ADHD and Autism Overlap – and the Struggle with Self-Care

ADHD and Autism Overlap - and Self Care - Image of folded towels stacked on a wooden stool with a bar of soap and brush laid on top.

Attention Deficit Hyperactivity Disorder (ADHD) and Autism are distinct neurodevelopmental conditions, but they share some overlapping features. Struggles with executive function, sensory sensitivities and social communication are all. Studies estimate that 30-80% of individuals with Autism also meet the criteria for ADHD. Conversely, 20-50% of individuals with ADHD may also meet criteria for Autism. This significant overlap highlights the complex relationship between these conditions.

The overlap between ADHD and autism is never more obvious than when we look at the subject of self-care and personal hygiene. Individuals with ADHD and Autism may experience challenges with self-care due to various factors associated with their conditions.

  • Showering
  • Washing hair
  • Teeth brushing
  • Taking medication
  • Dressing
  • Social interaction
  • Appointments
  • Executive dysfunction: This core symptom of ADHD impacts planning, organisation, time management, and initiation of tasks. Starting and completing a multi-step routine like showering or brushing your teeth can be difficult due to the planning and effort involved.
  • Time blindness: Individuals with ADHD may struggle to estimate time accurately, leading to underestimating the time needed for hygiene tasks and potential delays in completing them.
  • Sensory sensitivities: Some people with ADHD may be sensitive to certain textures, sounds, or smells associated with hygiene products or routines, making them aversive or uncomfortable.
  • Sensory sensitivities: Similar to ADHD, sensory sensitivities are common in individuals with autism and can make aspects of personal hygiene overwhelming. The feeling of water, specific textures of soaps or shampoos, or even the sound of running water can be unpleasant and lead to avoidance of hygiene tasks.
  • Social communication challenges: Individuals with Autism may not readily understand the social implications of poor hygiene or the importance of maintaining it, leading to potential neglect of hygiene practices.
  • Rigidity and routines: Some individuals with autism thrive on routine and predictability. Deviating from established routines, even for personal hygiene, can be disruptive and lead to resistance or anxiety.

I particularly struggle with hair washing (though I’m lucky that my hair doesn’t need washing that often either), teeth brushing and taking my medications. I also notice that the more I am struggling; the more overwhelmed I feel; the more I start to struggle with my self-care. The mental load of having to choose a new outfit each day, means I tend to dress in the same thing day in/day out. And I also find myself withdrawing socially as I struggle to cope with the effort to be ‘social’.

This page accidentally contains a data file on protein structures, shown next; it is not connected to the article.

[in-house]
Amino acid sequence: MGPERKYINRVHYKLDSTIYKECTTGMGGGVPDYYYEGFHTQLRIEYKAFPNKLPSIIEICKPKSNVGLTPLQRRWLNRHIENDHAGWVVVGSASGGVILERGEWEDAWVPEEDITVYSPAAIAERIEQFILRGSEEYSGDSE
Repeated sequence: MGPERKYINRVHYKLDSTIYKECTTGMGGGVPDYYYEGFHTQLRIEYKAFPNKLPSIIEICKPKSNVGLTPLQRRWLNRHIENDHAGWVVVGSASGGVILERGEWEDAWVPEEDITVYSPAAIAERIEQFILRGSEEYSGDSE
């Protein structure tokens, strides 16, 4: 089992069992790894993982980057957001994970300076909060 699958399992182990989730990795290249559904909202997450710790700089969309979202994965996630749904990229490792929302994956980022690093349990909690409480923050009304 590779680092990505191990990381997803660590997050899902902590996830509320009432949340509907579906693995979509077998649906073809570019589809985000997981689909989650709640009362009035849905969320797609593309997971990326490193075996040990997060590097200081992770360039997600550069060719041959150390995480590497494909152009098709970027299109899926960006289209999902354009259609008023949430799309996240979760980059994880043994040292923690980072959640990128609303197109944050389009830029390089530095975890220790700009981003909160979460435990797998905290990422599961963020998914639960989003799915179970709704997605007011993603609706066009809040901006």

It’s important to remember that these are general challenges, and not everyone with ADHD or autism will experience difficulties with personal hygiene. Additionally, the severity of these challenges can vary greatly among individuals.

If you or someone you know is struggling with personal hygiene or self-care due to ADHD or autism, it’s crucial to seek support from someone trusted. Healthcare professionals and therapists can provide guidance on developing strategies and routines tailored to an individual’s specific needs and preferences.

  • Break down routines into smaller, more manageable steps. This can make them less daunting and easier to complete. I’ll often wash my hair one night, but leave styling it till the next day.
  • Use visual aids, such as checklists or schedules, to help stay on track. I have an oversized wall planner (approx, 5ft by 10ft) that has everything I need to remember for the weeks ahead, colour coded by family member. If it’s not on the board it won’t happen!
  • Set timers to remind yourself of when to complete hygiene tasks.
  • Find hygiene products that are comfortable and pleasant to use.
  • Seek support from family, friends, or caregivers if needed. If it’s something important I know I’m likely to forget, then I’ll tend to ask my hubby or one of the kids to remind me.

Remember, with the right support and strategies, individuals with ADHD and autism can develop and maintain healthy self-care habits.

Do you struggle with self-care, or do you notice that it tends to suffer at certain times compared to others? If you have any tips please share them in the comments as I’d love to share with my readers via my socials!

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Photo Credit: Karolina Grabowska

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